One of the best leaders I’ve ever known is a single mother who worked as a production operator on third shift. She raised and educated four sons, who not only respect, but are deeply devoted to her. This accomplishment required her to cast a compelling future vision, repeatedly set clear expectations, give timely and specific feedback, have quality conversations, serve as a role model for success, display financial acumen, drive accountability, appreciate differences, and build lasting two-way relationships. Isn’t that what leadership is all about?
Now it’s your turn: What hard-won life experiences are in your “life suitcase”? How can you use them to make a real difference for someone else? Challenge yourself to unpack and amplify your leadership from wherever you are within the organization.
RTI’s work creates tailwinds
Of the almost 5,000 RTI employees working to bring about positive change in the world, over half of them are women. Globally, we are committed to improving the human condition, and our work on gender-related issues is a cornerstone of our mission. For example, since 2007, the RTI Global Gender Center has worked in over 75 countries to implement gender-related projects. Some areas where RTI is turbocharging gender impact include working to prevent deaths from cervical cancer in India, reducing HIV in Africa, highlighting the issue of sexual assault on college campuses, and creating equal education opportunities by promoting gender-inclusive programming and safe learning environments.This work is truly heartfelt.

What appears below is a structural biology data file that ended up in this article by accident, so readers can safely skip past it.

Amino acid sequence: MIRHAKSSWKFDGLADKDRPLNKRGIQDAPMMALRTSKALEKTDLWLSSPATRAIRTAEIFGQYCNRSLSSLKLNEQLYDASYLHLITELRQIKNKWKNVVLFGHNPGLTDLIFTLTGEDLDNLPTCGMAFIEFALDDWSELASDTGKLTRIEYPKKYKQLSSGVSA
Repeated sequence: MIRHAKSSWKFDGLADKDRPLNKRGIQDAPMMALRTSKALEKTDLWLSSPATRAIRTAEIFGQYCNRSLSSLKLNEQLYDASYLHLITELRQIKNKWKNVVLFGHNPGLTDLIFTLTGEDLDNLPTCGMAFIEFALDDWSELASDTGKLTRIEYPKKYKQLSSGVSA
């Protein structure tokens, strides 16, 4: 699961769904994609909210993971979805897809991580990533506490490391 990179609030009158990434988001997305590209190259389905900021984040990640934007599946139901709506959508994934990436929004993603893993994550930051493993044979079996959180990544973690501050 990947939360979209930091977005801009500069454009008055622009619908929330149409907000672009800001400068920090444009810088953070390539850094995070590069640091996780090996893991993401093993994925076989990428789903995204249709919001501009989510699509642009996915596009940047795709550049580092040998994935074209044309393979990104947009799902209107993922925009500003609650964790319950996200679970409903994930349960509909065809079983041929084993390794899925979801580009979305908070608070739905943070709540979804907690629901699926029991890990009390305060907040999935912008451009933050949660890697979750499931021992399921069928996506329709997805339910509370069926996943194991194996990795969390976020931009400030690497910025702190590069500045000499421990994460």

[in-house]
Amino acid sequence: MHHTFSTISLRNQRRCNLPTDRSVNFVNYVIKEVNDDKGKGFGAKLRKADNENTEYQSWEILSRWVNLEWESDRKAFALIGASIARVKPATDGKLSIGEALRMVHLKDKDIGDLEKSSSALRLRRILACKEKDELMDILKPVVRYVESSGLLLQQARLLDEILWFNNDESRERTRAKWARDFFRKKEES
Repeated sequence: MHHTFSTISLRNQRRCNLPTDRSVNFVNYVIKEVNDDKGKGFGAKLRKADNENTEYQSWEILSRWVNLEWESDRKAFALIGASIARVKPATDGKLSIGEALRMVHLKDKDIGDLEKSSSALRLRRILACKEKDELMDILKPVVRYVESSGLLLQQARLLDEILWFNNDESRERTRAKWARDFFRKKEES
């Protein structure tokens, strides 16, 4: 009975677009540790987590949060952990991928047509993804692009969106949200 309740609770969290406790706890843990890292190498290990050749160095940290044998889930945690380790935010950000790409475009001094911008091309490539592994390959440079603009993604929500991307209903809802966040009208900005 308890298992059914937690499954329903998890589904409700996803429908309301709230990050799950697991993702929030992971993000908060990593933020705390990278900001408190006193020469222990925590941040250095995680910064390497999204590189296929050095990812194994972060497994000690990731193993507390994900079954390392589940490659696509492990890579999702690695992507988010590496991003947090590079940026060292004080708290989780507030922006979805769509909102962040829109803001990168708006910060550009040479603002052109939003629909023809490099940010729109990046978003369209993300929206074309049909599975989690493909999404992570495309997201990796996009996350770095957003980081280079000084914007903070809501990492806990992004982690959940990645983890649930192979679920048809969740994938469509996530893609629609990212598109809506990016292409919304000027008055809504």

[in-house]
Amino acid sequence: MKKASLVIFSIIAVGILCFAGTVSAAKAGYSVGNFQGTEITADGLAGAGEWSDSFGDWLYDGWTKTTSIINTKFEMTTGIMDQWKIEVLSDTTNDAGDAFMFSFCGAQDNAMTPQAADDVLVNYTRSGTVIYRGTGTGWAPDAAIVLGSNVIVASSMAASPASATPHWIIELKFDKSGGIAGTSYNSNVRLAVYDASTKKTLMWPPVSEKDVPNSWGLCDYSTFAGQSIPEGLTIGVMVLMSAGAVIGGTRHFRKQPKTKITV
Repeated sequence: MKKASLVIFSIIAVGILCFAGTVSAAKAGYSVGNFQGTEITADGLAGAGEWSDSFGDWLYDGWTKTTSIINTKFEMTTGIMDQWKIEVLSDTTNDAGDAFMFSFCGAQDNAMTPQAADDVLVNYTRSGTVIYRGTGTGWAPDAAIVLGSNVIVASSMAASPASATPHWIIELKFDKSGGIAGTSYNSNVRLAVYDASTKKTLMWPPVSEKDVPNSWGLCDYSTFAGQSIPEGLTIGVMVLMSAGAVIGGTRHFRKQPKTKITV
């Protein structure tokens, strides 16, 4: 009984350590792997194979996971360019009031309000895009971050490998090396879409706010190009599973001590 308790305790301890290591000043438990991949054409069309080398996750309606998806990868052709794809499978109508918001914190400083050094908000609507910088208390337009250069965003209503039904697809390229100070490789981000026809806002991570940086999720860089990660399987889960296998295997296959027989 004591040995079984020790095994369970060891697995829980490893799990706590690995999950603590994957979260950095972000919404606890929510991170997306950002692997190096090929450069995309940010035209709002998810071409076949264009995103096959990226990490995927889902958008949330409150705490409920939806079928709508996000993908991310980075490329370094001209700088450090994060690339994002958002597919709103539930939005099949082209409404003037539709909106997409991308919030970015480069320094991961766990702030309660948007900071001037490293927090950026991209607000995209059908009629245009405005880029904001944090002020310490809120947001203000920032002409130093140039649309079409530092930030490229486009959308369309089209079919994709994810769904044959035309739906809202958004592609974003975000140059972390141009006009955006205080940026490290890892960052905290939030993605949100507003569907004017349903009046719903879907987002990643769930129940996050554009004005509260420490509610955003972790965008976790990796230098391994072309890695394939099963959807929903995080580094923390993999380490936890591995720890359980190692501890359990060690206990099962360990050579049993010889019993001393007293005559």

International Women’s day gives all of us—regardless of our respective gender identities-- a chance to celebrate the instances in which we’ve been able to challenge ourselves to fly faster and higher. Consider past accomplishments fuel for the journey.
I am particularly proud of all the work that RTI does around the globe to address areas of gender disparity. And although the trip to gender parity may be a longer flight than we’d like, thanks to the smart and mission-minded RTI colleagues with whom I travel, I’m hopeful about the future.